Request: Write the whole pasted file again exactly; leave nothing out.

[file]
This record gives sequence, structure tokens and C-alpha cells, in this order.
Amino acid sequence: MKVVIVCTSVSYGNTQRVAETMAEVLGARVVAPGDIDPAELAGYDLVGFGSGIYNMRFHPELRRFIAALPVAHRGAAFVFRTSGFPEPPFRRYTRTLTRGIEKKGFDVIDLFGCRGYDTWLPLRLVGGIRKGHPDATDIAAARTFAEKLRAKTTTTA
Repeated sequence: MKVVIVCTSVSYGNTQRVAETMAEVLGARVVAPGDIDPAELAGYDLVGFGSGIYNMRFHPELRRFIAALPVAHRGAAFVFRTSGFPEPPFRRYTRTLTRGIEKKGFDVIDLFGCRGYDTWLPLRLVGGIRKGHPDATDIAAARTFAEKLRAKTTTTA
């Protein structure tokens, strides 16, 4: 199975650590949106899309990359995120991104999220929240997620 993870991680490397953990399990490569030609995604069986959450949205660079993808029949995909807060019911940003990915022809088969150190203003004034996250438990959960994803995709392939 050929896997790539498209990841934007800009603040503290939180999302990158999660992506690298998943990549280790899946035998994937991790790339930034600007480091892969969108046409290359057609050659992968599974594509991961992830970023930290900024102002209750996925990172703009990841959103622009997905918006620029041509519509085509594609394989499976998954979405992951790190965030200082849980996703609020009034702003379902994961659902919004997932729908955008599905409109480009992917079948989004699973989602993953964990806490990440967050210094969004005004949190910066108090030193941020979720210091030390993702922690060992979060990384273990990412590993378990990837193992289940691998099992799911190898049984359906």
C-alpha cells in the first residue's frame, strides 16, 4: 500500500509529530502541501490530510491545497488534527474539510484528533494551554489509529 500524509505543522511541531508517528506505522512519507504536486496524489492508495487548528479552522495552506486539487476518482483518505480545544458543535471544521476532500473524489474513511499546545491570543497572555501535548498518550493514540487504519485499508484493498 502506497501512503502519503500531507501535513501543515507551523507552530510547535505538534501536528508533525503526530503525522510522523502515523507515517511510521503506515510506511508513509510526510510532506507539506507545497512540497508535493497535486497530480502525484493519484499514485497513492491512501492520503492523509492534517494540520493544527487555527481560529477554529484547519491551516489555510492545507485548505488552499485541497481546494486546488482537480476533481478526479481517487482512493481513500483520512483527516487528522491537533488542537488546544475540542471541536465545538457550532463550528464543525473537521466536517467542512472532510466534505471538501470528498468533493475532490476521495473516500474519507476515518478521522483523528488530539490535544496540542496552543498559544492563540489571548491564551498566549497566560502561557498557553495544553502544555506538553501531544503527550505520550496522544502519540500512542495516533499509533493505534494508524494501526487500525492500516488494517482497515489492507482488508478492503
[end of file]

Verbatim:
This record gives sequence, structure tokens and C-alpha cells, in this order.
Amino acid sequence: MKVVIVCTSVSYGNTQRVAETMAEVLGARVVAPGDIDPAELAGYDLVGFGSGIYNMRFHPELRRFIAALPVAHRGAAFVFRTSGFPEPPFRRYTRTLTRGIEKKGFDVIDLFGCRGYDTWLPLRLVGGIRKGHPDATDIAAARTFAEKLRAKTTTTA
Repeated sequence: MKVVIVCTSVSYGNTQRVAETMAEVLGARVVAPGDIDPAELAGYDLVGFGSGIYNMRFHPELRRFIAALPVAHRGAAFVFRTSGFPEPPFRRYTRTLTRGIEKKGFDVIDLFGCRGYDTWLPLRLVGGIRKGHPDATDIAAARTFAEKLRAKTTTTA
């Protein structure tokens, strides 16, 4: 199975650590949106899309990359995120991104999220929240997620 993870991680490397953990399990490569030609995604069986959450949205660079993808029949995909807060019911940003990915022809088969150190203003004034996250438990959960994803995709392939 050929896997790539498209990841934007800009603040503290939180999302990158999660992506690298998943990549280790899946035998994937991790790339930034600007480091892969969108046409290359057609050659992968599974594509991961992830970023930290900024102002209750996925990172703009990841959103622009997905918006620029041509519509085509594609394989499976998954979405992951790190965030200082849980996703609020009034702003379902994961659902919004997932729908955008599905409109480009992917079948989004699973989602993953964990806490990440967050210094969004005004949190910066108090030193941020979720210091030390993702922690060992979060990384273990990412590993378990990837193992289940691998099992799911190898049984359906």
C-alpha cells in the first residue's frame, strides 16, 4: 500500500509529530502541501490530510491545497488534527474539510484528533494551554489509529 500524509505543522511541531508517528506505522512519507504536486496524489492508495487548528479552522495552506486539487476518482483518505480545544458543535471544521476532500473524489474513511499546545491570543497572555501535548498518550493514540487504519485499508484493498 502506497501512503502519503500531507501535513501543515507551523507552530510547535505538534501536528508533525503526530503525522510522523502515523507515517511510521503506515510506511508513509510526510510532506507539506507545497512540497508535493497535486497530480502525484493519484499514485497513492491512501492520503492523509492534517494540520493544527487555527481560529477554529484547519491551516489555510492545507485548505488552499485541497481546494486546488482537480476533481478526479481517487482512493481513500483520512483527516487528522491537533488542537488546544475540542471541536465545538457550532463550528464543525473537521466536517467542512472532510466534505471538501470528498468533493475532490476521495473516500474519507476515518478521522483523528488530539490535544496540542496552543498559544492563540489571548491564551498566549497566560502561557498557553495544553502544555506538553501531544503527550505520550496522544502519540500512542495516533499509533493505534494508524494501526487500525492500516488494517482497515489492507482488508478492503